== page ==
The challenge of pacifism
The editors participated in a challenging interview today with Jim Forest , who is the young activist from Thomas Mertons’ famous “Letter to a young activist.” We asked Forest—who left the Navy as a conscientious objector, joined the Catholic Worker movement, and corresponded with Merton—how Dorothy Day and Merton would have reacted to terrorism and the killing of Osama bin Laden. Day even objected to World War II, so there’s no doubt that her reaction would be to oppose the war on terror.
Forest’s reaction to the assassination of bin Laden was what really struck me as challenging: Forest asked not only what information we could have gotten from bin Laden (which is ultimately self-serving), but he also asked what if the terrorist repented? The Catholic Worker movement was born in a large out of Day’s conversion following an abortion, Forest said. Could bin Laden actually have repented of all his sins if he lived?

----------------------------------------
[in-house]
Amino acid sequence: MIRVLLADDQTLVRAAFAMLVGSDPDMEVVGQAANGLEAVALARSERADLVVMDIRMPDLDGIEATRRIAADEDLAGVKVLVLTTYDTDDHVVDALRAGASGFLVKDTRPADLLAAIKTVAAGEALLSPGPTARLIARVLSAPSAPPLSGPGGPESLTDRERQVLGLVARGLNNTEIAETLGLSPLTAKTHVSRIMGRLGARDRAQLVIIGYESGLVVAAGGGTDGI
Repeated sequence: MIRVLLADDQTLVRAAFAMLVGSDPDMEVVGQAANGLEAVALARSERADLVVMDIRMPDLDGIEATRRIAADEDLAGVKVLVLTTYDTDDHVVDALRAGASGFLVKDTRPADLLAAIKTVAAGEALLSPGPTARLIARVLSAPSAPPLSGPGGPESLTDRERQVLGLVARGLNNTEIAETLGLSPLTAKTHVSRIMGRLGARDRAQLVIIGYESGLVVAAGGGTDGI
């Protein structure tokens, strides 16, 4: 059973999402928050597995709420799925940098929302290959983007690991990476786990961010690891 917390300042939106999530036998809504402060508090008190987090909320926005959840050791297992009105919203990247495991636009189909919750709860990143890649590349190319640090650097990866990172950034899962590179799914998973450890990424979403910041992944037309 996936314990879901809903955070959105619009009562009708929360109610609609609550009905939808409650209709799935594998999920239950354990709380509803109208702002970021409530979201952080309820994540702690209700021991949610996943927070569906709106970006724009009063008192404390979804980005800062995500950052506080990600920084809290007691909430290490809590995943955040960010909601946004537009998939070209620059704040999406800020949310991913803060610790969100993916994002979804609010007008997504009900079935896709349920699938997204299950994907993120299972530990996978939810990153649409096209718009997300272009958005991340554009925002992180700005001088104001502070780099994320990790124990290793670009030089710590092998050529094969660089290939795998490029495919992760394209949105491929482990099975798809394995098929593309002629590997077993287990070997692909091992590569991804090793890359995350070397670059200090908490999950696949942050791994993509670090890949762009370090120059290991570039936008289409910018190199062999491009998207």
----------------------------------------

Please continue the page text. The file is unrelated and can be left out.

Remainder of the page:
A few weeks ago, I finished Karen Armstrong’s 12 Steps to a Compassionate Life . As I read one of her last chapters on “love your enemy,” I tried to picture loving Osama bin Laden. I couldn’t get there yet. Even those of us who aren’t rejoicing in his death generally feel some sense of relief. A part of me says he would never repent, but the question asked “could,” not “would.” And that question truly humanizes him.
Completely coincidentally, we’ve been preparing a survey for the 10th anniversary of September 11 this week. We want to know not only what you think about the death of bin Laden, but what you think of other political issues that have been raised these 10 years, what your memories are, and how 9/11 affected your life and your faith. Please share your thoughts with us here.  (Results will appear in the September 2011 issues, or for a lighter topic, take our August survey on kids at Mass .)